Central Banks

Friday, January 13, 2012 - 13:13

US MORTGAGE MEMO: Non-Agencies Face Supply From Maiden Lane

NEW YORK, Jan 13 (MNI) - Prices of asset-backed securities got hit down late Thursday on news that a bid list consisting of non-agency residential mortgage-backed securities from the Federal Reserve's Maiden Lane I portfolio was circulating in the market.

Market sources confirmed there was a $7 billion bid-wanted-in-competition list being circulated by BlackRock Solutions, the New York Fed's investment manager, and that the bids are due next Thursday.

They also confirmed the BWIC was spurred by a reverse inquiry from a large primary dealer bank who made a bid to the New York Fed for the $7 billion in non-agency securities.

Readers should recall that back in March 2011 the NY Fed announced it would begin selling Maiden Lane II assets that it acquired in its first loan to AIG Group in 2008 via the BWIC process. The Maiden Lane II portfolio consists mostly of non-agency suprime and Alt-A Adjustable rate mortgages or ARMs.

The Fed was successful in selling about $9.4 billion in face value from that portfolio in nine separate auctions from April to early June 2011.

But the Fed's investment manager, BlackRock Solutions, was forced to halt these sales, however, as the supply finally overwhelmed the Street and prices faltered. The sales started out being a help to the non-agency sector because it created price discovery but they ended up becoming a hindrance.

It is important to remember that next week's sale is the direct cause of a reverse inquiry and dealers should therefore not assume that the Fed has resumed regular sales from Maiden Lane II.

The Fed has stated all along that "Over time, the Federal Reserve will also entertain investor inquiries to acquire specific parcels of securities where these offer superior value, though no such bid will be accepted without being put into competition with other interested investors. In such cases, investors may submit offers for parcels of securities directly (without necessarily going through a dealer."

It is unclear what kind of reception next week's list will receive because market sources note that it is being circulated on an AON basis meaning bidders must bid for "all or none" of those securities. This will clearly cut down on the type of bidder in the process.

Adam Murphy, President of Empirasign, said the AON restriction should be lifted.

"It reduces the average execution price because it limits the number of buyers," he says.

He also says it will restrict the number of buyers to only the big players.

That is bad from the standpoint of transparency and price discovery, and hence, is also bad for the taxpayer, Murphy adds.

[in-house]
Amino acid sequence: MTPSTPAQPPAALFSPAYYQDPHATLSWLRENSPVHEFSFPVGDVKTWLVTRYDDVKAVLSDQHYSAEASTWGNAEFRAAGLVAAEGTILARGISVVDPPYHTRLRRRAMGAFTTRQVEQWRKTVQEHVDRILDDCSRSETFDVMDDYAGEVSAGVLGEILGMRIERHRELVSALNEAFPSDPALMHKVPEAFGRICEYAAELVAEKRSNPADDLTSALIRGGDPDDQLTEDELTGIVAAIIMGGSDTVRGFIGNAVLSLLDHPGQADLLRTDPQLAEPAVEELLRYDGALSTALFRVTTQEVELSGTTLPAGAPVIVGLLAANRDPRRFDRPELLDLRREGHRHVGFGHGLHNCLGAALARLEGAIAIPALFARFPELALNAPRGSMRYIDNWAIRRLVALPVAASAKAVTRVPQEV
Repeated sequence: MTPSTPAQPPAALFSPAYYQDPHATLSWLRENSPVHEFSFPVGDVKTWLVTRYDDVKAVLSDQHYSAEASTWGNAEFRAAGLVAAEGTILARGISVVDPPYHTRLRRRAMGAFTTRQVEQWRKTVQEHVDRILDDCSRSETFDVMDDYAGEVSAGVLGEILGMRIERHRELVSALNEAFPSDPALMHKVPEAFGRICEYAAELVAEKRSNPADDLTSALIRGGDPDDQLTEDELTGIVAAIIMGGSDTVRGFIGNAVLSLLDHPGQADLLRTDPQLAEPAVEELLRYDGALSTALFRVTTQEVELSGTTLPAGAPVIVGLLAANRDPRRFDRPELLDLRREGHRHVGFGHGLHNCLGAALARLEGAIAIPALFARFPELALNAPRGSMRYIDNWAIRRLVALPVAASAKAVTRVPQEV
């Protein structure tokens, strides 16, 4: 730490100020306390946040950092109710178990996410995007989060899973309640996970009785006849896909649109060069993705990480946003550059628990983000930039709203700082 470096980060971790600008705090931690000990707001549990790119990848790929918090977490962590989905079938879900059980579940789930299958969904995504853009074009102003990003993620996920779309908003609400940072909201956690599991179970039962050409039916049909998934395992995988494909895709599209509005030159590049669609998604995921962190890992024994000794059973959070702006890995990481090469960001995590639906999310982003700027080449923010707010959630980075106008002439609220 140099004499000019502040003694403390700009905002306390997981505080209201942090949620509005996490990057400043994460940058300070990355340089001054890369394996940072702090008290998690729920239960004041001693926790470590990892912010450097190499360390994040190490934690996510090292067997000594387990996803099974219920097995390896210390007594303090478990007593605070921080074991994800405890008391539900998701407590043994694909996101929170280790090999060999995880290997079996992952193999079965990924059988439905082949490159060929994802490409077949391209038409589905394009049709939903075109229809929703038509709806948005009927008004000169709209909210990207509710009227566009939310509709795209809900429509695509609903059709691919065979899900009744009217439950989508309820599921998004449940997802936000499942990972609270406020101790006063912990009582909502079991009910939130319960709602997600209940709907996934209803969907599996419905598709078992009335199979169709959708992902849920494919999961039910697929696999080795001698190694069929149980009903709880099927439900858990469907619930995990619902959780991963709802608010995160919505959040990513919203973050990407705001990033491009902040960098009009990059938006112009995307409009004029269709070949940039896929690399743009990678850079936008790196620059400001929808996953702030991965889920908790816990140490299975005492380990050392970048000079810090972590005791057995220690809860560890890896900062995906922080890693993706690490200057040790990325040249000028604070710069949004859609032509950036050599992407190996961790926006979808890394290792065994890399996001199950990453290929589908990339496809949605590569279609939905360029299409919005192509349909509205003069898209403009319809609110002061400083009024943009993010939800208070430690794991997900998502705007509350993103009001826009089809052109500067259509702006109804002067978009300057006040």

It also means that the larger bidders, who would not blink at the size of the list, are also taking advantage of the AON restriction. In other words, the competition is reduced and it might create an opportunity to pick up a large chunk of paper at too cheap a price.

"Bottom line," one market expert said, "it is not good for the market because it lowers the execution price."

But market sources also believe that if the bid is too cheap, the paper will not trade as it has been clear all along that the NY Fed is not a forced seller of any of this paper.

On the other hand, if the prices received are good, it could spur selling from other accounts.

Market sources note that European banks are sitting on about $45 billion of similar non-agency paper. Given the woes of the European banks in the current crisis they would likely relish the idea of liquidating some paper if the price was right.

There was also a $3.8 billion BWIC of agency reverse interest only (MTA I/Os) circulating from BlackRock on Friday. This is also the result of a reverse inquiry, sources said. This is paper that is owned in the Fed's Maiden Lane I portfolio and consists of securities obtained in the JP Morgan/Bear Stearns shotgun marriage of 2008.

But market sources remind that sales from the Maiden Lane I portfolio have been taking place on and off for some time and that this is nothing new. It just happened to coincide with the reverse inquiry to the Maiden Lane II portfolio, a less frequent occurrence.

Another market expert concurs saying the Maiden Lane I portfolio has been far more active since its inception in 2008.

"It has been more proactive," he said, "and while it has been a net seller it looks like there has been some reinvestment taking place along the way."

** Market News International New York Newsroom: 212-669-6430 **


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